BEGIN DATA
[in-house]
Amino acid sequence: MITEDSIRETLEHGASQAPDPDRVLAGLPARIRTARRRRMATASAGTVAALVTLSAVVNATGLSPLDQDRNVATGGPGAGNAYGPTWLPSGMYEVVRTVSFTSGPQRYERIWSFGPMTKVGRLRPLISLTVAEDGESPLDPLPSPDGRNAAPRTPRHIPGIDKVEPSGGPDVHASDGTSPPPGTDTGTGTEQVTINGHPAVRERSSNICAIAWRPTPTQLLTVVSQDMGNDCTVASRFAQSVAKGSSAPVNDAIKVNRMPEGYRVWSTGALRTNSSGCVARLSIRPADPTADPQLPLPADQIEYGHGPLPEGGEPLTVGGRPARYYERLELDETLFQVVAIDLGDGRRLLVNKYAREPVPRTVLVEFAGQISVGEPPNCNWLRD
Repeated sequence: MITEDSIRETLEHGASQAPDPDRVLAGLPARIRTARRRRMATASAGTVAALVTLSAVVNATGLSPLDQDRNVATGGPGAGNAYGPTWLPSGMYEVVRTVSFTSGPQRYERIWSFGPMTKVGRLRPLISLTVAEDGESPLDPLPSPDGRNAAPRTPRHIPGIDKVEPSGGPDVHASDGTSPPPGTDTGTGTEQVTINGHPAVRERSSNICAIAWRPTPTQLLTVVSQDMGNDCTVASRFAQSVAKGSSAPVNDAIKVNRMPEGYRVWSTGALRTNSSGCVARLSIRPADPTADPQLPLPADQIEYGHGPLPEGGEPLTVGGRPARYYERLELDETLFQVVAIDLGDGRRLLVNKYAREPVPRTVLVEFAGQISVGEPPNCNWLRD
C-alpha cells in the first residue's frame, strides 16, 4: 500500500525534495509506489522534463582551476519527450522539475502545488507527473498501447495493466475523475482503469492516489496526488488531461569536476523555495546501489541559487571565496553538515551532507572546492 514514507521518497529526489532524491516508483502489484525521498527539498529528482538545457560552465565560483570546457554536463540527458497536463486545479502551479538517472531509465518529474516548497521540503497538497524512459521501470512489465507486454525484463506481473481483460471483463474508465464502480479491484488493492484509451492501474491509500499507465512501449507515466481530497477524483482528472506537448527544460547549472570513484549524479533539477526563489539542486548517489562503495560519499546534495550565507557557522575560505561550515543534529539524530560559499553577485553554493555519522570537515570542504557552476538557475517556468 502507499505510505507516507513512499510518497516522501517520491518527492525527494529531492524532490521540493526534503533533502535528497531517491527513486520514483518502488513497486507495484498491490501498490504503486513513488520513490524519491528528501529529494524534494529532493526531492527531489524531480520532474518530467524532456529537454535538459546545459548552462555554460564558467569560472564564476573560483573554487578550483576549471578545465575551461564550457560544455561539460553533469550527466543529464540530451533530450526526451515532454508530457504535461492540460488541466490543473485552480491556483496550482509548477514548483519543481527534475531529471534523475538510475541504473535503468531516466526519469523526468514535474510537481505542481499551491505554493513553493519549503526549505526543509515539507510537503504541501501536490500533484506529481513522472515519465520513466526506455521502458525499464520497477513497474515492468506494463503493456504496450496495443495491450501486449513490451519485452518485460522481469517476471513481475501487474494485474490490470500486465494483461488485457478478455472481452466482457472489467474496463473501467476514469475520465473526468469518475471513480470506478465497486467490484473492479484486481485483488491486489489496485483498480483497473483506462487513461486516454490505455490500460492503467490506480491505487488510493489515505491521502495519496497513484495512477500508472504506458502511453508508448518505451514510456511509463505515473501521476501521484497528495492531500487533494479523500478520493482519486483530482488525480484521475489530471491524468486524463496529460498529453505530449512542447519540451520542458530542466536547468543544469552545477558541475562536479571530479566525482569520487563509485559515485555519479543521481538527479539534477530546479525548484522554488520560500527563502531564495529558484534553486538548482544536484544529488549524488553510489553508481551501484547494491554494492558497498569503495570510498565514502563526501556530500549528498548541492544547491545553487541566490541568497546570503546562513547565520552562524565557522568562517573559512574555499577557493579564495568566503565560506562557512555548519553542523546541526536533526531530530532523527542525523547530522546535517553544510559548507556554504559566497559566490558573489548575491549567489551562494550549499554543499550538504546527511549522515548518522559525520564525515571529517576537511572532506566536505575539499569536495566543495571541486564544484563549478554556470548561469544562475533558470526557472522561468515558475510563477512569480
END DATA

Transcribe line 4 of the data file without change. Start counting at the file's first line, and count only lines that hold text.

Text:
C-alpha cells in the first residue's frame, strides 16, 4: 500500500525534495509506489522534463582551476519527450522539475502545488507527473498501447495493466475523475482503469492516489496526488488531461569536476523555495546501489541559487571565496553538515551532507572546492 514514507521518497529526489532524491516508483502489484525521498527539498529528482538545457560552465565560483570546457554536463540527458497536463486545479502551479538517472531509465518529474516548497521540503497538497524512459521501470512489465507486454525484463506481473481483460471483463474508465464502480479491484488493492484509451492501474491509500499507465512501449507515466481530497477524483482528472506537448527544460547549472570513484549524479533539477526563489539542486548517489562503495560519499546534495550565507557557522575560505561550515543534529539524530560559499553577485553554493555519522570537515570542504557552476538557475517556468 502507499505510505507516507513512499510518497516522501517520491518527492525527494529531492524532490521540493526534503533533502535528497531517491527513486520514483518502488513497486507495484498491490501498490504503486513513488520513490524519491528528501529529494524534494529532493526531492527531489524531480520532474518530467524532456529537454535538459546545459548552462555554460564558467569560472564564476573560483573554487578550483576549471578545465575551461564550457560544455561539460553533469550527466543529464540530451533530450526526451515532454508530457504535461492540460488541466490543473485552480491556483496550482509548477514548483519543481527534475531529471534523475538510475541504473535503468531516466526519469523526468514535474510537481505542481499551491505554493513553493519549503526549505526543509515539507510537503504541501501536490500533484506529481513522472515519465520513466526506455521502458525499464520497477513497474515492468506494463503493456504496450496495443495491450501486449513490451519485452518485460522481469517476471513481475501487474494485474490490470500486465494483461488485457478478455472481452466482457472489467474496463473501467476514469475520465473526468469518475471513480470506478465497486467490484473492479484486481485483488491486489489496485483498480483497473483506462487513461486516454490505455490500460492503467490506480491505487488510493489515505491521502495519496497513484495512477500508472504506458502511453508508448518505451514510456511509463505515473501521476501521484497528495492531500487533494479523500478520493482519486483530482488525480484521475489530471491524468486524463496529460498529453505530449512542447519540451520542458530542466536547468543544469552545477558541475562536479571530479566525482569520487563509485559515485555519479543521481538527479539534477530546479525548484522554488520560500527563502531564495529558484534553486538548482544536484544529488549524488553510489553508481551501484547494491554494492558497498569503495570510498565514502563526501556530500549528498548541492544547491545553487541566490541568497546570503546562513547565520552562524565557522568562517573559512574555499577557493579564495568566503565560506562557512555548519553542523546541526536533526531530530532523527542525523547530522546535517553544510559548507556554504559566497559566490558573489548575491549567489551562494550549499554543499550538504546527511549522515548518522559525520564525515571529517576537511572532506566536505575539499569536495566543495571541486564544484563549478554556470548561469544562475533558470526557472522561468515558475510563477512569480